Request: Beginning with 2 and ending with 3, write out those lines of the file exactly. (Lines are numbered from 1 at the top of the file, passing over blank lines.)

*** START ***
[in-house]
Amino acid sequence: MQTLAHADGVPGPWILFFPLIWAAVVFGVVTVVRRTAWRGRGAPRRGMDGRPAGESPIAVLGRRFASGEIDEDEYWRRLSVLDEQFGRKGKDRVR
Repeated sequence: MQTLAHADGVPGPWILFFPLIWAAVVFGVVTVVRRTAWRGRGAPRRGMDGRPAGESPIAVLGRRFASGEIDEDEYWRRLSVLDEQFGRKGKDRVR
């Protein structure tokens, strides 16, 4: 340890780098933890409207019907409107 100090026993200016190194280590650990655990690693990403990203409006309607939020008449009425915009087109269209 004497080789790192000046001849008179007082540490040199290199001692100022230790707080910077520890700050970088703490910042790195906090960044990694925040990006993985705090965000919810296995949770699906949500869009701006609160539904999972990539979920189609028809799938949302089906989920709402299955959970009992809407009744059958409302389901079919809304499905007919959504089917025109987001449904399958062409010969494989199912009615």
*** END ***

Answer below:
Amino acid sequence: MQTLAHADGVPGPWILFFPLIWAAVVFGVVTVVRRTAWRGRGAPRRGMDGRPAGESPIAVLGRRFASGEIDEDEYWRRLSVLDEQFGRKGKDRVR
Repeated sequence: MQTLAHADGVPGPWILFFPLIWAAVVFGVVTVVRRTAWRGRGAPRRGMDGRPAGESPIAVLGRRFASGEIDEDEYWRRLSVLDEQFGRKGKDRVR